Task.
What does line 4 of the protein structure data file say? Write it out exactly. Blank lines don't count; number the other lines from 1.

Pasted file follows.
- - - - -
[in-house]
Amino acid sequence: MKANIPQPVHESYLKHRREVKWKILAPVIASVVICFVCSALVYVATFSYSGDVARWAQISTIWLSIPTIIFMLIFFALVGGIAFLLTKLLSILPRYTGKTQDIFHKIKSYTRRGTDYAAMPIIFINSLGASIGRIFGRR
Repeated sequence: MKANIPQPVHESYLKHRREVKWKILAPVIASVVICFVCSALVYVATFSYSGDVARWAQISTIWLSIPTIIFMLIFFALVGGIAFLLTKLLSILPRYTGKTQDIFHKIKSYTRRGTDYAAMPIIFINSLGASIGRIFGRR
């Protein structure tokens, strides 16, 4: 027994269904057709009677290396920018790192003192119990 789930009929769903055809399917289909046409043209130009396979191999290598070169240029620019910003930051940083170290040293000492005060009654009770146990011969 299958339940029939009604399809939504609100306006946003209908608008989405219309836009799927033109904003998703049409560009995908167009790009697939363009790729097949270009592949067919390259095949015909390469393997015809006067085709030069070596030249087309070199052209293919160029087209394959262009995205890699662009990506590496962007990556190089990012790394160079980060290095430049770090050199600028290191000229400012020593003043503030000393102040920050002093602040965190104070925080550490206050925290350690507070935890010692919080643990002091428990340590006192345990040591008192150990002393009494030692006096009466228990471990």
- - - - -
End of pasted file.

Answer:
């Protein structure tokens, strides 16, 4: 027994269904057709009677290396920018790192003192119990 789930009929769903055809399917289909046409043209130009396979191999290598070169240029620019910003930051940083170290040293000492005060009654009770146990011969 299958339940029939009604399809939504609100306006946003209908608008989405219309836009799927033109904003998703049409560009995908167009790009697939363009790729097949270009592949067919390259095949015909390469393997015809006067085709030069070596030249087309070199052209293919160029087209394959262009995205890699662009990506590496962007990556190089990012790394160079980060290095430049770090050199600028290191000229400012020593003043503030000393102040920050002093602040965190104070925080550490206050925290350690507070935890010692919080643990002091428990340590006192345990040591008192150990002393009494030692006096009466228990471990």